More Than a Number: Forging a Path When Millions of Hotel Workers Are Losing Their Jobs

More than a number - hotel workers

On March 11, the World Health Organization declared the spread of COVID-19 a pandemic—not even three months after the disease was officially reported to the WHO Country Office in China on December 31 of last year. Since then, the world has changed dramatically. More than 200,000 people globally have died from the disease, according to the New York Times, and the U.S. death toll is climbing, nearing 50,000.

COVID-19 has had an overwhelming impact on everyone’s way of life. All over the United States, people are being told to shelter in place, refrain from meeting in groups, practice social distancing, and even start wearing masks when out in public. Businesses have shut down and commerce has slowed significantly. These changes have been deeply felt in many industries, but our industry—hospitality—has been hit harder than most.

Almost overnight, occupancy plummeted. On April 8, STR reported that U.S. occupancy averaged 21.6 percent for the week of March 29 through April 4. This drop in demand has led many hoteliers to either greatly reduce operations at their properties or shutter their hotels entirely for the time being.

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This has had a profound impact on the hotel industry’s most important resource—its people. Prior to the COVID-19 pandemic, the hotel industry supported more than 8 million jobs and was facing a massive labor shortage, with some experts saying that there were more than a million vacancies. Now, the industry has gone in the opposite direction.

In response to the outbreak, the American Hotel & Lodging Association (AHLA) conducted a study with Oxford Economics regarding the impact COVID-19 will have on the hotel industry. That study, which came out in mid-March, estimated that almost 4 million hotel jobs have either been eliminated or will be eliminated in the next few weeks. “I think we all can agree this has been an extraordinarily crippling time for the hospitality industry in particular,” said Rosanna Maietta, AHLA Foundation president and EVP of communications and public relations at AHLA, when she spoke to LODGING in the beginning of April. “In this time, when travel has virtually come to a halt, it’s been heartbreaking to see hotel after hotel close, and hotel workers so recently in high demand now facing reduced hours and furloughs.”

As Maietta noted, for a people-focused industry like hospitality, this reality is absolutely devastating. Furthermore, the situation is evolving so quickly that many hoteliers and their teams don’t even know how they should be responding. Despite the uncertainty, the hotel industry is one of action. On March 17, hotel leaders, including AHLA president and CEO Chip Rogers, met with President Trump, Vice President Pence, and members of the cabinet seeking urgent financial aid for hoteliers. Rogers told journalists after the meeting, “As it continues to be unknown how long this public health situation will last, the coronavirus has already had a more severe impact on our industry than 9/11 and the 2008 recession combined.”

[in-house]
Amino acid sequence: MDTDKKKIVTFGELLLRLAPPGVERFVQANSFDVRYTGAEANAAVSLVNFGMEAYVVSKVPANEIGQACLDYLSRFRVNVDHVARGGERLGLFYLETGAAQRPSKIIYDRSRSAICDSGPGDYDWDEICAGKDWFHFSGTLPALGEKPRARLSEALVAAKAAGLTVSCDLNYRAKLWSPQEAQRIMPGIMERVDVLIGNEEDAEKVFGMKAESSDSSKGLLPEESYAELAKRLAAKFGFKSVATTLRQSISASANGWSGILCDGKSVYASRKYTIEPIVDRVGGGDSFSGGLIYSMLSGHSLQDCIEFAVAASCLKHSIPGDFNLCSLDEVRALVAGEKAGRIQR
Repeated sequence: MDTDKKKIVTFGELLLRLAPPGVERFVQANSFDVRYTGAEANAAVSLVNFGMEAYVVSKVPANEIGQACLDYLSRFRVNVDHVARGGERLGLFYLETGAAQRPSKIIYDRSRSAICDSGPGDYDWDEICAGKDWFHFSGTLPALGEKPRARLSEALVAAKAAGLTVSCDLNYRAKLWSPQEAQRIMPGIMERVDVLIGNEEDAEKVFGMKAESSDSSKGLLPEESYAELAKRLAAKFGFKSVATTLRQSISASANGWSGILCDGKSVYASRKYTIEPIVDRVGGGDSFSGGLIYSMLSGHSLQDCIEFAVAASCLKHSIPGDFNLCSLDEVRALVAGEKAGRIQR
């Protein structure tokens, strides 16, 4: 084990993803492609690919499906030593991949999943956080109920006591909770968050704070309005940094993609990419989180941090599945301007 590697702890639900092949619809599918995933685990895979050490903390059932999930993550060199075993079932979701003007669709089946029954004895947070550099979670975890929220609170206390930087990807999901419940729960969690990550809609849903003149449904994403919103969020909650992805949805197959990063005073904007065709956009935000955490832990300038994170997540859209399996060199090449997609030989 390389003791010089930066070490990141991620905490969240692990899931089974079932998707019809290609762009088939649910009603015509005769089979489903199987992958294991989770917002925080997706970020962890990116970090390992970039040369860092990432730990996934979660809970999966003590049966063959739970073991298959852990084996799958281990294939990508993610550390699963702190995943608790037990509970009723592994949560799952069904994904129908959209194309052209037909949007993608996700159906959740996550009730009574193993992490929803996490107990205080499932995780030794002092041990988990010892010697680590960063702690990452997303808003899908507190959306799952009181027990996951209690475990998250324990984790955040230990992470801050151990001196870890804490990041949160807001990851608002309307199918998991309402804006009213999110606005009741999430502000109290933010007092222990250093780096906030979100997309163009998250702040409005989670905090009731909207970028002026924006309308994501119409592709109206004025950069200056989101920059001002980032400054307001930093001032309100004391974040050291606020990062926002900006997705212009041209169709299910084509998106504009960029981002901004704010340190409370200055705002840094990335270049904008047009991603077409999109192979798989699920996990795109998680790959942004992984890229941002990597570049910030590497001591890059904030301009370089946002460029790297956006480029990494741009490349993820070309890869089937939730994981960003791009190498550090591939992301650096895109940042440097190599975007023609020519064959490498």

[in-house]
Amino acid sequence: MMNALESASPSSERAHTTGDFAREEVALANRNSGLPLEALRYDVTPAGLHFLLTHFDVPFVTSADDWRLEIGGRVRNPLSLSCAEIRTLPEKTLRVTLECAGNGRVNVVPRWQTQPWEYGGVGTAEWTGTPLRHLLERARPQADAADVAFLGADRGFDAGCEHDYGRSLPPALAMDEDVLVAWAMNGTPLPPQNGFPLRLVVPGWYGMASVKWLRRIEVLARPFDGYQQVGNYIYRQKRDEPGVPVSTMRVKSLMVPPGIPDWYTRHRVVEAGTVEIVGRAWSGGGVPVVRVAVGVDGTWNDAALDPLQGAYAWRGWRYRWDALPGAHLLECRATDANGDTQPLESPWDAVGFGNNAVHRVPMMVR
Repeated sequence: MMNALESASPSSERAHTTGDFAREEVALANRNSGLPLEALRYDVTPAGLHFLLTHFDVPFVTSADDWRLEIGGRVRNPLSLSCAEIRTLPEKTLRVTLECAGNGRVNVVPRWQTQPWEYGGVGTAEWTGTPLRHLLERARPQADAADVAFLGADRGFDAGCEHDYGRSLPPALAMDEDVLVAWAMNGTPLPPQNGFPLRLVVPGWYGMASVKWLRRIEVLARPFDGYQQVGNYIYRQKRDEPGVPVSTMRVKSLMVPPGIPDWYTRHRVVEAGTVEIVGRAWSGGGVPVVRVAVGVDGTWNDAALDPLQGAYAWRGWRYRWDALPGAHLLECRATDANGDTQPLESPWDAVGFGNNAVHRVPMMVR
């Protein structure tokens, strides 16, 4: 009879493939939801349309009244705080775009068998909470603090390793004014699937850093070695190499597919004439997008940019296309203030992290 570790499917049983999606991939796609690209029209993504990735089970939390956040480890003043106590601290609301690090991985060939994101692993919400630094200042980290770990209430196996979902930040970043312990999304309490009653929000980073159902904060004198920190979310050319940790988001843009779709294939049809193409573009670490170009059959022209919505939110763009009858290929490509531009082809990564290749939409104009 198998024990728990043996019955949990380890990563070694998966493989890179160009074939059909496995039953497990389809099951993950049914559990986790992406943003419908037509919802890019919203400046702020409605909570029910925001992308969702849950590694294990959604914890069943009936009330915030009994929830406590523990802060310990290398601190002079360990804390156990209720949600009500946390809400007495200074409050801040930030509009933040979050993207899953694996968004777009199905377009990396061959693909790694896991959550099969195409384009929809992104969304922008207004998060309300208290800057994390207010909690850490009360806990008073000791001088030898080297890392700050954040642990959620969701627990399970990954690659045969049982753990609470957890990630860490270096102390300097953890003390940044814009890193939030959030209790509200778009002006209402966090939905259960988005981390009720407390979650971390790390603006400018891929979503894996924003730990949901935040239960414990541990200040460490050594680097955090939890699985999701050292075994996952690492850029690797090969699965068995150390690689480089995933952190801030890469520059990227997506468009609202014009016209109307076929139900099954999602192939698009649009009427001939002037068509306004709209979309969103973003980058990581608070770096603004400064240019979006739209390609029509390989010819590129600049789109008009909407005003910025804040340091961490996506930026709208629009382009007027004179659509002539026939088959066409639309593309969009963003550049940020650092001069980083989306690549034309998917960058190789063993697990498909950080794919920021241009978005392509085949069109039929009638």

Since the meeting, AHLA and its charitable giving arm, the AHLA Foundation, have moved to make as many resources available to hoteliers as possible. They launched AHLA’s Hospitality for Hope Initiative, which “was created to boost collaboration between the hotel industry and local, state, and federal governments to help employees, communities across the country, and the industry during this unprecedented health crisis.” The AHLA Foundation announced on April 1 that it would be offering free professional development courses for hotel workers through the initiative through the end of April. On April 6, AHLA reported that 15,000 U.S. hotels signed up to participate in Hospitality for Hope, volunteering to provide temporary housing for emergency and healthcare workers. Brands have also taken steps to assist the overtaxed healthcare industry. Hilton, Marriott, and Red Roof have launched programs that offer free stays to frontline healthcare workers.

Major hotel companies, too, are taking steps to provide assistance to hospitality workers who have been laid off or furloughed. Hilton, Wyndham, and IHG have developed tools to connect furloughed employees with temporary jobs.

Some companies have also taken steps to assist franchisees. For example, Best Western is waiving half of its franchisees’ monthly fees and property revenue management fees.

Even with all of these efforts, there’s no doubt that the industry is struggling. Sagar V. Shah, principal at Yatra Capital Group LLC, told LODGING at the beginning of April that he’s not sure how much longer his properties can stay open—his company owns a 135-key Holiday Inn Express & Suites and a 140-key Best Western Plus. “As far as my hotels, they’re open, we’re trying to hang on, but we’re dealing with single-digit occupancy, so fiscally, it might not make sense for me to hold on. I’m going to reevaluate in the next week or two, maybe give it another 30 days,” he said. This is a reality facing many owners and developers.

There’s no doubt that the next weeks and months will be a challenge for the hotel industry, especially with so much changing each and every day. But hospitality is one of the world’s oldest industries, and it’ll be ready to pick itself up and start welcoming guests yet again when this crisis passes.

 


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